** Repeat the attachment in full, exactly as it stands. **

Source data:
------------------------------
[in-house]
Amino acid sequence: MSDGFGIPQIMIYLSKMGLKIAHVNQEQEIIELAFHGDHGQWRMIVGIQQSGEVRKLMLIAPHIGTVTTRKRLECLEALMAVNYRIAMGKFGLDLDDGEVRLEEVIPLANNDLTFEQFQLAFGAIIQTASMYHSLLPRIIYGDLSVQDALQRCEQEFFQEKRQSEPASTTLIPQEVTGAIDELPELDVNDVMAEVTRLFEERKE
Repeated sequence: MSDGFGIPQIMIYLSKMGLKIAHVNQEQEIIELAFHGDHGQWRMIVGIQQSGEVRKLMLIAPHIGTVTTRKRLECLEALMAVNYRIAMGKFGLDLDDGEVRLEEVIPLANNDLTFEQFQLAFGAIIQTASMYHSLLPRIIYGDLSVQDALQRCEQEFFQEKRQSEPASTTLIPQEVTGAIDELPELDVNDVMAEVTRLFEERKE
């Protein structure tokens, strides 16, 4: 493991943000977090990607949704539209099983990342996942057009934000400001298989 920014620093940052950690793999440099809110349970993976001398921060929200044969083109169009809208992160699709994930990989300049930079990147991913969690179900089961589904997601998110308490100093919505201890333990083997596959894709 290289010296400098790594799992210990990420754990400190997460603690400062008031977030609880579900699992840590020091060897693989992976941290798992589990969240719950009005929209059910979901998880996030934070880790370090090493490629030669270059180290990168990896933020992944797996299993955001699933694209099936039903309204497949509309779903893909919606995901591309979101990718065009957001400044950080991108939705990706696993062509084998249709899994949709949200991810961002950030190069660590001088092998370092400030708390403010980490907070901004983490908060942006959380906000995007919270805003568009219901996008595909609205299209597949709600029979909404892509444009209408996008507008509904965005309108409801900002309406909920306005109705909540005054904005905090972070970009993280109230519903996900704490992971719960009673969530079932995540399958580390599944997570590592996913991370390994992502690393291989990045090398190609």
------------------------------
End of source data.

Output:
[in-house]
Amino acid sequence: MSDGFGIPQIMIYLSKMGLKIAHVNQEQEIIELAFHGDHGQWRMIVGIQQSGEVRKLMLIAPHIGTVTTRKRLECLEALMAVNYRIAMGKFGLDLDDGEVRLEEVIPLANNDLTFEQFQLAFGAIIQTASMYHSLLPRIIYGDLSVQDALQRCEQEFFQEKRQSEPASTTLIPQEVTGAIDELPELDVNDVMAEVTRLFEERKE
Repeated sequence: MSDGFGIPQIMIYLSKMGLKIAHVNQEQEIIELAFHGDHGQWRMIVGIQQSGEVRKLMLIAPHIGTVTTRKRLECLEALMAVNYRIAMGKFGLDLDDGEVRLEEVIPLANNDLTFEQFQLAFGAIIQTASMYHSLLPRIIYGDLSVQDALQRCEQEFFQEKRQSEPASTTLIPQEVTGAIDELPELDVNDVMAEVTRLFEERKE
């Protein structure tokens, strides 16, 4: 493991943000977090990607949704539209099983990342996942057009934000400001298989 920014620093940052950690793999440099809110349970993976001398921060929200044969083109169009809208992160699709994930990989300049930079990147991913969690179900089961589904997601998110308490100093919505201890333990083997596959894709 290289010296400098790594799992210990990420754990400190997460603690400062008031977030609880579900699992840590020091060897693989992976941290798992589990969240719950009005929209059910979901998880996030934070880790370090090493490629030669270059180290990168990896933020992944797996299993955001699933694209099936039903309204497949509309779903893909919606995901591309979101990718065009957001400044950080991108939705990706696993062509084998249709899994949709949200991810961002950030190069660590001088092998370092400030708390403010980490907070901004983490908060942006959380906000995007919270805003568009219901996008595909609205299209597949709600029979909404892509444009209408996008507008509904965005309108409801900002309406909920306005109705909540005054904005905090972070970009993280109230519903996900704490992971719960009673969530079932995540399958580390599944997570590592996913991370390994992502690393291989990045090398190609």